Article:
16,000 Missourians Would Benefit From Expanded State Non-Discrimination Law

For Immediate Distribution
November 12, 2013

Laura Rodriguez, lrodriguez@rabengroup.com, (310) 956-2425
Donald Gatlin, dgatlin@rabengroup.com, (202) 821-7923

73 percent of workforce not covered by inconsistent patchwork of local ordinances

LOS ANGELES— 160,000 LGBT adults in Missouri would benefit from an expanded state non-discrimination law that includes sexual orientation and gender identity, according to a new Williams Institute study co-authored by Amira Hasenbush, Jim Kepner Law and Policy Fellow, at the UCLA School of Law’s Williams Institute, Sarah Liebowitz, Research Associate, and former Reid Rasmussen Fellow of Law and Policy, Christy Mallory. There is currently no Missouri law protecting LGBT people from discrimination in housing, employment, and public accommodations.

“This study shows that there is substantial evidence of discrimination against LGBT people in Missouri,” said Hasenbush. “A uniform state-wide law would maximize protection for Missouri’s LGBT population, and provide them the same recourse available to their non-LGBT counterparts.”

Media reports and lawsuits document that a number of Missourians have faced discrimination in housing, public accommodations, and the workplace because they are LGBT.  Complaints have been filed against hotels, landlords and retail stores; and teachers, law enforcement, truck drivers, and attorneys have filed workplace discrimination complaints.

Further, disparities in wages are a traditional way that employment discrimination has been measured, and according to Census data, the median income of Missouri men in same-sex couples is 23 percent lower than men in different sex marriages, even as many top employers in the state have internal policies prohibiting sexual orientation discrimination.

A 2006 survey of LGBT people in Kansas City found that in the previous three years, 13.0 percent of respondents reported experiencing an LGBT-related hate crime, 14.1 percent reported experiencing workplace discrimination, and 2.0 percent reported experiencing housing discrimination. In 2009, a University of Missouri Campus Climate survey found that 35 percent of LGBQ respondents and 57 percent of transgender respondents reported experiences of harassment on campus.

Eighteen Missouri localities currently provide protection from sexual orientation discrimination by local ordinance, sixteen of which also provide protection against gender identity discrimination, but the ordinances are inconsistent, and less effective than a state-wide law would be. In many cases, the local ordinances do not fully cover public and private employment, housing, public accommodations, and government services, and Missouri state law provides stronger remedies, and a private right of action that many of the local ordinances do not provide.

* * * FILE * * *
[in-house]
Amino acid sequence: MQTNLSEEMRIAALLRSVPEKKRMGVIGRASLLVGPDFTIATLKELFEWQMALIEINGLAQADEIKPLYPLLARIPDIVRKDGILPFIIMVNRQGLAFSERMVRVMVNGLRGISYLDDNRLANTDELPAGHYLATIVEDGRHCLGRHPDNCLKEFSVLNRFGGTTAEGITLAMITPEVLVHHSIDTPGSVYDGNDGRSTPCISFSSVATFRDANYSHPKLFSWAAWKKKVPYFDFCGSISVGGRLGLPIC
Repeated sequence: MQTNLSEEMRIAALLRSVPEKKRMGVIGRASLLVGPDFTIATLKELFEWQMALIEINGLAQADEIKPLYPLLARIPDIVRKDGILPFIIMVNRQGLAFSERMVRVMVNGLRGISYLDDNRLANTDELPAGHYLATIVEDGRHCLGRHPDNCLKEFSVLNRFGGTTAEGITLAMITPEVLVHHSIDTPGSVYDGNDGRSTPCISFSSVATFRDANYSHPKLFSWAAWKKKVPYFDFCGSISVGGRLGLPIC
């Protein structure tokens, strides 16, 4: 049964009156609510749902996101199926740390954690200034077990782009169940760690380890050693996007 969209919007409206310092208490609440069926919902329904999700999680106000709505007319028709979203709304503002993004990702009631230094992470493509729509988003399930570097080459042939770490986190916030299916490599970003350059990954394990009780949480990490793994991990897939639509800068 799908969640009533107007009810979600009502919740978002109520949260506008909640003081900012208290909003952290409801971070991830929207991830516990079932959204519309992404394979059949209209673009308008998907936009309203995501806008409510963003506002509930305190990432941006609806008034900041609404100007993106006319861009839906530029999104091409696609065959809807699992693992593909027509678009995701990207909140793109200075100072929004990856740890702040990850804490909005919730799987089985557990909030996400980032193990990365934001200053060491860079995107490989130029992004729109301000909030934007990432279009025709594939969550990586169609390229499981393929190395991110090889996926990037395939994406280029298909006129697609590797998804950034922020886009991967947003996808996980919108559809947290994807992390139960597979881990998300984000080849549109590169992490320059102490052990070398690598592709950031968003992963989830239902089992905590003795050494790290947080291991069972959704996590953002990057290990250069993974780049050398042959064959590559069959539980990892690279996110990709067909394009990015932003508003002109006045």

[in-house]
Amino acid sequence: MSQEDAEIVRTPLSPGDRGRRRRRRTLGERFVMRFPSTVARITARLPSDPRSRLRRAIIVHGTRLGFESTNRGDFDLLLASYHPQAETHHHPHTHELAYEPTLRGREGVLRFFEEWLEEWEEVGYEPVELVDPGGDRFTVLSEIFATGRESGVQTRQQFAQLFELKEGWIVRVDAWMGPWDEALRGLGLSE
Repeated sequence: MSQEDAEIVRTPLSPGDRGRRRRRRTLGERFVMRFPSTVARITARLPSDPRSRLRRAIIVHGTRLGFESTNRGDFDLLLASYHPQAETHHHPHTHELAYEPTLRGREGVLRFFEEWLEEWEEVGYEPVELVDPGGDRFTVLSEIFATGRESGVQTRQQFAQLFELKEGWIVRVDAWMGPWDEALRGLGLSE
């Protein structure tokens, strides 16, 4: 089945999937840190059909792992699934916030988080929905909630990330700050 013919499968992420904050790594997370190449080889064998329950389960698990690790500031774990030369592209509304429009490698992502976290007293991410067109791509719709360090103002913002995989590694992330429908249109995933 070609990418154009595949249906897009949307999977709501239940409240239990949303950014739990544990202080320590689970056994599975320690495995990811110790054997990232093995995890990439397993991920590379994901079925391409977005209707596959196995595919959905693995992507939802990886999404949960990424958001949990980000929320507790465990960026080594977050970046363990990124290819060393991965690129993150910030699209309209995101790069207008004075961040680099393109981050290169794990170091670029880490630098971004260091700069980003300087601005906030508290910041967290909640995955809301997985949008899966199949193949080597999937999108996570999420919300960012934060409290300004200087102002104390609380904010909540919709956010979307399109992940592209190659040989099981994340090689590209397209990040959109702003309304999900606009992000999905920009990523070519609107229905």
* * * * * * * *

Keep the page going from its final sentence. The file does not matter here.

Additionally, approximately 73 percent of the state’s workforce is not covered by a local ordinance that prohibits discrimination based on sexual orientation; 74 percent is not covered by an ordinance that prohibits gender identity discrimination.

If the law were amended, an estimated 47 complaints of sexual orientation or gender identity employment discrimination would be filed in Missouri annually. The cost of enforcing the additional complaints would be negligible. At most, it would cost the state approximately $39,900 annually; which represents only 2.5 percent of the Missouri Commission on Human Rights’ current annual budget.

“Many Missouri employers have already decided that inclusive LGBT workplace policies are good for business,” said co-author Christy Mallory. At least 52 companies headquartered in Missouri prohibit discrimination based on sexual orientation or gender identity, including 8 Fortune 500 companies: Ameren, Charter Communications, Emerson Electric, Express Scripts, Graybar Electric Company, Monsanto, Peabody Energy, and Reinsurance Group of America.

Click here for the full study.

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